The lights are on long before dawn at Ed Gillespie’s house on the banks of the Potomac River. In the last days before Virginia chooses its next governor, the Republican candidate is up early. The cars his aides use to shuttle him to campaign stops are already in his driveway.
But on this day less than two weeks before the election, Gillespie will wade into no crowds, face no undecided voters, shake no hands of Virginians except those of high-end donors and his own campaign workers.
He will leave his house in the Alexandria section of Fairfax County only to attend a publicly unannounced fundraiser at the home of the executive in charge of political giving for the billionaire Koch brothers, to speak to a newspaper editorial board, and to visit his volunteers in Fredericksburg.
Gillespie has led something of a stealth campaign this fall, issuing few of the advisories that other campaigns use to let TV stations, newspapers and other media outlets cover their efforts to win votes.
Even as Democrat Ralph Northam’s campaign issues hour-by-hour listings of his appearances, Gillespie, more than any other recent gubernatorial candidate, Republican or Democrat, often avoids reporters, ignores questions, and advertises his whereabouts mainly to invited audiences.
“This is very unusual behavior, but it reflects the nationalization of Virginia politics,” said Quentin Kidd, director of the Wason Center for Public Policy at Christopher Newport University in Newport News. “The partisan vitriol of national politics has come to Virginia in a big way, and Republicans in particular have decided the media is more likely to be against them, so they will keep their distance from TV anchors, reporters, and traditional media. But they still need to reach the public, so they’re interacting with media in ways they can control — through paid media and social media.”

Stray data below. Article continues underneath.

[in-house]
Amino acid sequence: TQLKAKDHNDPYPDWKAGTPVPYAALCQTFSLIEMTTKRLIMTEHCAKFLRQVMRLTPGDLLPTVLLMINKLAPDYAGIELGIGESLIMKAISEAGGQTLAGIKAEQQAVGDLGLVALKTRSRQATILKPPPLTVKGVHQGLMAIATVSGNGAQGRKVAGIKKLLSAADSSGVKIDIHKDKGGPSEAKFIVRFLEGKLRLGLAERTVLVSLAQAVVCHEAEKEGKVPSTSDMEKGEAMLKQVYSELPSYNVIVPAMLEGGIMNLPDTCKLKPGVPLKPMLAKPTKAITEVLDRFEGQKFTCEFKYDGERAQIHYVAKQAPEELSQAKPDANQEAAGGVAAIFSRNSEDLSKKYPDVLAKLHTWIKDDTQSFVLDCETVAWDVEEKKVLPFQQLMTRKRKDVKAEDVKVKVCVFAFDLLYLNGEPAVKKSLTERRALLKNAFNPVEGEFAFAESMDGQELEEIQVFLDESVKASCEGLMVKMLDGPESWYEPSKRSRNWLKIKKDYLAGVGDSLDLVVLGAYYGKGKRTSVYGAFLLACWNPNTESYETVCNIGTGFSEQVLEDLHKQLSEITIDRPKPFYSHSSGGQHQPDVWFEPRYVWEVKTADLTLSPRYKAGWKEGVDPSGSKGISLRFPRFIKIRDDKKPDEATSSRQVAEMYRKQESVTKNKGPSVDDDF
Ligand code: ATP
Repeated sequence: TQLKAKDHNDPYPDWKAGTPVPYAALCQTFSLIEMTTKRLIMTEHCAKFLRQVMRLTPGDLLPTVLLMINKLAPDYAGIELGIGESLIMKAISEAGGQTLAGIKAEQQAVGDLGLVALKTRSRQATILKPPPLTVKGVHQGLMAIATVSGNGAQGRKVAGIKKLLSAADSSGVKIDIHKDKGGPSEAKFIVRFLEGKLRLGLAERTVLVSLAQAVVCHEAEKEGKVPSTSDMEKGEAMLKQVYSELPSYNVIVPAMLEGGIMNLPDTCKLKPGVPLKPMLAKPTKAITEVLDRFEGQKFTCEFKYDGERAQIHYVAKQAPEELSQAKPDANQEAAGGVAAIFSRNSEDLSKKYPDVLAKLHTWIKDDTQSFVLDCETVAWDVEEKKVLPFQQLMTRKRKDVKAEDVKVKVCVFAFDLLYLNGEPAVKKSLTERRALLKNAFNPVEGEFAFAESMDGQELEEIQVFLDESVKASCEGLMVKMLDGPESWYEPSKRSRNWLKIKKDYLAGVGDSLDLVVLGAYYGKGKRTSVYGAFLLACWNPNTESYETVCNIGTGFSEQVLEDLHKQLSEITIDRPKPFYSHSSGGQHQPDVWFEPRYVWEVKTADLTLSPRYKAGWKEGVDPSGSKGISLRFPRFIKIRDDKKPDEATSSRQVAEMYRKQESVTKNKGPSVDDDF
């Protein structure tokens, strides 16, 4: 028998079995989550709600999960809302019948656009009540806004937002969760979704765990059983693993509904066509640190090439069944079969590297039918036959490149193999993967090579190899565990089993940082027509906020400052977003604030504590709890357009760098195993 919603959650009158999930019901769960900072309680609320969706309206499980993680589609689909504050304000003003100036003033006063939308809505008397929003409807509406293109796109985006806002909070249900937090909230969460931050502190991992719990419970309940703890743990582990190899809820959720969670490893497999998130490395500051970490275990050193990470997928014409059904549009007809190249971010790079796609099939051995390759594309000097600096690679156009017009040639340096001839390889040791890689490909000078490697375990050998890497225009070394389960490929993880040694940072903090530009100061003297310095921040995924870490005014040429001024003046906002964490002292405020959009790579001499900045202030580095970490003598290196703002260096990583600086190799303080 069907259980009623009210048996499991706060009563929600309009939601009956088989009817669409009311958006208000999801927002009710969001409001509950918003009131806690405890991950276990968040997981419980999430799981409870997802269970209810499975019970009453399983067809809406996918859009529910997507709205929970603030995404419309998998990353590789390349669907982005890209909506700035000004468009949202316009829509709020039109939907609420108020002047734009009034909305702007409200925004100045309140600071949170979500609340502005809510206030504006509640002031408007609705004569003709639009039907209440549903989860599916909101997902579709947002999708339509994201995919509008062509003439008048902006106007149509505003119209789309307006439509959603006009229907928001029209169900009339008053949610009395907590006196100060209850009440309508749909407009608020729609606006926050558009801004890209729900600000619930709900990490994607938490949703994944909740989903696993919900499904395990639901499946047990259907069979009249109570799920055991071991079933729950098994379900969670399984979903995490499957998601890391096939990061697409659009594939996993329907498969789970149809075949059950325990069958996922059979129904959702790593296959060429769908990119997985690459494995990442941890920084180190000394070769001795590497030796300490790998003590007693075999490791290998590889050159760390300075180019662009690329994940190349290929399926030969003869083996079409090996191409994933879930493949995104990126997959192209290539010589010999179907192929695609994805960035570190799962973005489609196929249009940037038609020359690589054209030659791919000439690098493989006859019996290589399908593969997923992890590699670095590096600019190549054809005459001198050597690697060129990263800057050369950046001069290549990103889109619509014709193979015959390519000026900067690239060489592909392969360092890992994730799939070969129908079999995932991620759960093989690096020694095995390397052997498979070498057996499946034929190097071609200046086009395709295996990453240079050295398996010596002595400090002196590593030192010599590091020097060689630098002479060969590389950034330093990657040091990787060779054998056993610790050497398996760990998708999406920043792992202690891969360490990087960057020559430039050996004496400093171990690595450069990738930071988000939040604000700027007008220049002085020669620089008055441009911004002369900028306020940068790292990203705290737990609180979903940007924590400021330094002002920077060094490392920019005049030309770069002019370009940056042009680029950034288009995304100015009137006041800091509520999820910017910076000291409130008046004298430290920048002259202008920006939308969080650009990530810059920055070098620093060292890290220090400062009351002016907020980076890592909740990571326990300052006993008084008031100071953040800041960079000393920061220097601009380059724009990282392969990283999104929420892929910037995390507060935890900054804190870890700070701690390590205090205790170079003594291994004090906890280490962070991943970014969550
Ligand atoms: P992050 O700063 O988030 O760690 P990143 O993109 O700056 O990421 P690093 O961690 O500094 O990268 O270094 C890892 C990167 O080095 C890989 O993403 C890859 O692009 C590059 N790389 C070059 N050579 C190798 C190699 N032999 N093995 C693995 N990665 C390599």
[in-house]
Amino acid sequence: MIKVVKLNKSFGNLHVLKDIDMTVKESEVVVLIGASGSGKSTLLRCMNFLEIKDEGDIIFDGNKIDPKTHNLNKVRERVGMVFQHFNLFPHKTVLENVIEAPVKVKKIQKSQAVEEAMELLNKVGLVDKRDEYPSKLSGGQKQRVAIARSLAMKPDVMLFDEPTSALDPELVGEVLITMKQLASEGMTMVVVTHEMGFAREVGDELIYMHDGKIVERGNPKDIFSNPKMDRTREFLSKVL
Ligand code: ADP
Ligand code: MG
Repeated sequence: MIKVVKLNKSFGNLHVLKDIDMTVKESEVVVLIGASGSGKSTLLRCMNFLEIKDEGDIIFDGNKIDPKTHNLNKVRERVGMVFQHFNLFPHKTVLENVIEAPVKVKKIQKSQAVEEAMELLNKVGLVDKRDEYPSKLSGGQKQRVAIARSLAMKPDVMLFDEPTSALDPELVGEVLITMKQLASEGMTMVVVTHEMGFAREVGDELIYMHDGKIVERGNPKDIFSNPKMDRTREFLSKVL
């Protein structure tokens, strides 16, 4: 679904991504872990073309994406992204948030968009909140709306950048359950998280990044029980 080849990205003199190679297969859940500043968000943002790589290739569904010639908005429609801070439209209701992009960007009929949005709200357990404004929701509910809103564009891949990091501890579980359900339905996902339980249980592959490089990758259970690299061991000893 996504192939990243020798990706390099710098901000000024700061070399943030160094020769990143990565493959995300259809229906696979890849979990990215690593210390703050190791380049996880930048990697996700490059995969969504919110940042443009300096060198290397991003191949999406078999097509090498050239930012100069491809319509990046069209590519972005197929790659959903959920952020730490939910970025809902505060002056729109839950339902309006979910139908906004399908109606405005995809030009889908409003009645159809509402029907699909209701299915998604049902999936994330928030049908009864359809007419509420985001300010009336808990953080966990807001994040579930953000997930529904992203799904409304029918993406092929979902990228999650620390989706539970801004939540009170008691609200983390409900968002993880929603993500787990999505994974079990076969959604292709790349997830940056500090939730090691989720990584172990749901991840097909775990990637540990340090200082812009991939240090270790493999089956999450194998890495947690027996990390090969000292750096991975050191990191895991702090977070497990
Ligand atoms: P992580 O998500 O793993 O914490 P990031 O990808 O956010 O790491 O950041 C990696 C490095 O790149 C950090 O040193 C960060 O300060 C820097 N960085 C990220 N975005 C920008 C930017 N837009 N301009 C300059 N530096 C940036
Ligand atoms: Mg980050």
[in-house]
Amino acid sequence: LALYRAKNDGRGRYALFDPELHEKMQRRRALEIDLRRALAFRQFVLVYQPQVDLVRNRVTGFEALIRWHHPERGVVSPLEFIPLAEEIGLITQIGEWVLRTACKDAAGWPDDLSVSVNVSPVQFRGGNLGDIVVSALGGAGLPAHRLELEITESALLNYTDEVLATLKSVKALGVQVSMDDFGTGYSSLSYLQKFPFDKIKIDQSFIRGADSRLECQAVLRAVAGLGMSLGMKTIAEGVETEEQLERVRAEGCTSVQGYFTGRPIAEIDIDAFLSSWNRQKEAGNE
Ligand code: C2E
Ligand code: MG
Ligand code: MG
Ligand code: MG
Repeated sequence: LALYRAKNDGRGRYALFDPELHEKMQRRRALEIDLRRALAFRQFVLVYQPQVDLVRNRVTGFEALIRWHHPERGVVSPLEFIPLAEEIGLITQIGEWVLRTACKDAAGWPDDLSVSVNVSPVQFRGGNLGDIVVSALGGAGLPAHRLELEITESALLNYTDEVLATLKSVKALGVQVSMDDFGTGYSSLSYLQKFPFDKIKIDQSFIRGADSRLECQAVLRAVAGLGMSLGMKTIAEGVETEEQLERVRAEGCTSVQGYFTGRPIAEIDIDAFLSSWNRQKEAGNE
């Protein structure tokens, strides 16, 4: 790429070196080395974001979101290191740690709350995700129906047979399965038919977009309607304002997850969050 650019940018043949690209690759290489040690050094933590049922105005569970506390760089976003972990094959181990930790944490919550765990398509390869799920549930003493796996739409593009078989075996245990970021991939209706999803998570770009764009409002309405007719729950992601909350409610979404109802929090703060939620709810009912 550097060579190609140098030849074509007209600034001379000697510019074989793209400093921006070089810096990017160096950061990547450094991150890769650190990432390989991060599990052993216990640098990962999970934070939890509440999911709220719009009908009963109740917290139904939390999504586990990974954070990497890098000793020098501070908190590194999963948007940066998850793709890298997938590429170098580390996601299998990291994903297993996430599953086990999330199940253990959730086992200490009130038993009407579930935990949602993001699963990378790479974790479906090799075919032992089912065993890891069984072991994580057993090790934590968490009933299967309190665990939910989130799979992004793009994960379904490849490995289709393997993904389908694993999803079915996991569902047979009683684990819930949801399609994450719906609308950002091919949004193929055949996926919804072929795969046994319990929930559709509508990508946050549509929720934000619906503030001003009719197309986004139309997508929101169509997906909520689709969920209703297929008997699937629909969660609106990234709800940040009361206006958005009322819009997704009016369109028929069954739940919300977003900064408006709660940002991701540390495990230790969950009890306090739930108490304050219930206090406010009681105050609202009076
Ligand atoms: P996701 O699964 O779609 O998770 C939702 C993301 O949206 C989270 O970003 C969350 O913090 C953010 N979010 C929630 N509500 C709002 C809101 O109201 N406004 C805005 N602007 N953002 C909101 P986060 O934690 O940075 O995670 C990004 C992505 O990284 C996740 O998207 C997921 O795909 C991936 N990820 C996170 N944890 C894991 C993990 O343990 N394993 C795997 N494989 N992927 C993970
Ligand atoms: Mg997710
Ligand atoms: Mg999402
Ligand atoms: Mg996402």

Gillespie’s approach contrasts sharply with President Trump’s campaign last year, which relied heavily on generating news coverage of his frequent rallies and news conferences.
Gillespie’s campaign spokesman, David Abrams, declined to be interviewed, but in an email, he rejected the notion that the candidate is hard to find. “Just this week,” he wrote, “Ed’s held two press conferences, did seven television and six radio interviews, sat down with four editorial boards, including The Washington Post, and is campaigning today at two open press events with [New Mexico] Gov. Susana Martinez.”
In an effort to learn where Gillespie was campaigning on Wednesday, Washington Post reporters arrived outside his house in the darkness of the early morning and drove along with the cars that left his cul-de-sac.
An Infiniti SUV that bore a Gillespie for Governor bumper sticker and looked like a vehicle he had used at other events turned out to contain a neighbor — a mother driving her pre-teen to school. The main activity in that car was not politicking, but texting.
Another SUV sporting a Gillespie sticker – this one a Chevy Tahoe that had appeared in photos Gillespie supporters had posted on social media – looked more promising as it peeled away from his house. The Tahoe ended up at Gillespie’s campaign office in Old Town Alexandria. But the car carried only an aide with a sheaf of documents — no candidate.